The new study from Johns Hopkins suggests that the condition can be discovered with a simple blood test which checks the variation of the scavenger receptor class B type 1 gene (SCARB1). They make clear there is no approved therapy for the condition yet, but identifying the problem is a good start.
Researchers followed up studies where female mice showed a link between a deficiency in the receptors for HDL and infertility, and discovered the same link in studies of women with a history of infertility. If the findings hold true through further scrutiny this could be a newly discovered genetic cause of infertility. Additionally, there is a treatment which seems to work for the mice and it could potentially be adapted for human use.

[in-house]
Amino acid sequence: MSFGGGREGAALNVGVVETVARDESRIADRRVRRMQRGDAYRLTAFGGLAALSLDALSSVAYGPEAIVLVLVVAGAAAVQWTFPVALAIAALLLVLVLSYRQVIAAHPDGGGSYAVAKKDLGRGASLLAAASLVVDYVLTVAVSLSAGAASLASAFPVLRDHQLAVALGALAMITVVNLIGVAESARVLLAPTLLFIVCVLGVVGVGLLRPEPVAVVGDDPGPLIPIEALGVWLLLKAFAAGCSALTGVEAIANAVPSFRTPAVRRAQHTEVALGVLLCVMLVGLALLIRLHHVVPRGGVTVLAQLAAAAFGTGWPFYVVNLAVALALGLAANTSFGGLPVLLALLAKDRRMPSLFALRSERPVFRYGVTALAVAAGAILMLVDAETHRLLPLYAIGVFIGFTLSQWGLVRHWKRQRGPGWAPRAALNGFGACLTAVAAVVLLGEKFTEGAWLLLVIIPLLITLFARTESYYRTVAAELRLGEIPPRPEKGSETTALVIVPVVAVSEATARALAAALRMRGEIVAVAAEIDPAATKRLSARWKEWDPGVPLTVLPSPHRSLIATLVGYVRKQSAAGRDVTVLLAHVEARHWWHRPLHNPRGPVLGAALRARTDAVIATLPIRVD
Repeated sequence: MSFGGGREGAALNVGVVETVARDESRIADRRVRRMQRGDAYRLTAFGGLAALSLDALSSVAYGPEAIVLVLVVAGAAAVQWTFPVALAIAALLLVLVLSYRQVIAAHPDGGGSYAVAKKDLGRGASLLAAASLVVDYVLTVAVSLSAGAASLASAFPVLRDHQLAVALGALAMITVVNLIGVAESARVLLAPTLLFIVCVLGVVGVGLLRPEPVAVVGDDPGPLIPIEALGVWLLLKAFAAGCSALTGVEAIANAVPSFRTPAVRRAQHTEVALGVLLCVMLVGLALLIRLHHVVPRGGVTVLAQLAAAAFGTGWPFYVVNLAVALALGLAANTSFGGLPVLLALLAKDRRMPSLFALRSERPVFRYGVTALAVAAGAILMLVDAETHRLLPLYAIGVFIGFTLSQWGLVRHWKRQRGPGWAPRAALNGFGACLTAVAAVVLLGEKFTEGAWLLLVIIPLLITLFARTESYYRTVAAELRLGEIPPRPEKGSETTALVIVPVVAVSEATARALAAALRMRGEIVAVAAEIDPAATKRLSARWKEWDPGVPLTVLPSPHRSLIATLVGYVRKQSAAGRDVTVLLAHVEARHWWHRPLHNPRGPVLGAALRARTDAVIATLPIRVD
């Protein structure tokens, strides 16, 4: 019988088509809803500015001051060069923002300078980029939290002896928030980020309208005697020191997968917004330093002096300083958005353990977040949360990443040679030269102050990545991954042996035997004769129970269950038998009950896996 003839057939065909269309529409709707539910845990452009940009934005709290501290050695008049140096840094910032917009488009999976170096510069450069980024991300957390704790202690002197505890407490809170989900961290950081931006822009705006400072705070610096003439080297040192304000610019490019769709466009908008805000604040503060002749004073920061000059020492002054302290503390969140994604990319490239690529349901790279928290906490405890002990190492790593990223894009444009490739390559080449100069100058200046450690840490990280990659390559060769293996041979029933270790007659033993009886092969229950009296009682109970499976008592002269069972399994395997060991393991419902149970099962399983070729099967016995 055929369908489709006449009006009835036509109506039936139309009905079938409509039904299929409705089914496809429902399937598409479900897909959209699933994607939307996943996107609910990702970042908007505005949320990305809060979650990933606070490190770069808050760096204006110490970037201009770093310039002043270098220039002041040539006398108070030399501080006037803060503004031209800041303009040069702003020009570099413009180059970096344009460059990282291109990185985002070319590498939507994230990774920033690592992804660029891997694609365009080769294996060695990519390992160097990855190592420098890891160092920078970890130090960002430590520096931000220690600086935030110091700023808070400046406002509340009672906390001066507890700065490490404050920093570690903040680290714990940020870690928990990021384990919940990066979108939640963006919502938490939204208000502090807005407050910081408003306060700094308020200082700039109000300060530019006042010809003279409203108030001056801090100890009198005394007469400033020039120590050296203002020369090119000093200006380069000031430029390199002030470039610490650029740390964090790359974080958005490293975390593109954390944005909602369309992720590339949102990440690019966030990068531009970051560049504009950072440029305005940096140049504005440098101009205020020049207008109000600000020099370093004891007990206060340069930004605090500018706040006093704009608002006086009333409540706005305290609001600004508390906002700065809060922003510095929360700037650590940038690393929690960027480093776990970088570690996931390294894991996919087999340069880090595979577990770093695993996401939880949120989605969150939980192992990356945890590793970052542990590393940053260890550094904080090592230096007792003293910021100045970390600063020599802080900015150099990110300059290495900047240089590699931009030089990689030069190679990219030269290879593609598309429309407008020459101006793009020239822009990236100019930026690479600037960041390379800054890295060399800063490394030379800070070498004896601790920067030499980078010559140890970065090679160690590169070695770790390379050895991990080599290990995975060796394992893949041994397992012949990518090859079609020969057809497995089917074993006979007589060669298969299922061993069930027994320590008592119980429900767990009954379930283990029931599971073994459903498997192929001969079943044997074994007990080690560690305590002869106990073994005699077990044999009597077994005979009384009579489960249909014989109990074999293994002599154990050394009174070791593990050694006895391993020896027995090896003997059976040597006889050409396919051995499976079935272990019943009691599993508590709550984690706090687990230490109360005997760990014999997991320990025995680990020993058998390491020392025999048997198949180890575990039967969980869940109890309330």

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“Infertility is fairly common and a lot of the reasons for it are still unknown,” acknowledged endocrinologist Annabelle Rodriguez, MD, an associate professor of medicine at the Johns Hopkins University School of Medicine and the leader of the study. “Right now the benefit of this research is in knowing that there might be a genetic reason for why some women have difficulty getting pregnant. In the future, we hope this knowledge can be translated into a cure for this type of infertility.”
Source: John Hopkins University, Journal of Human Reproduction, MedicalNewsToday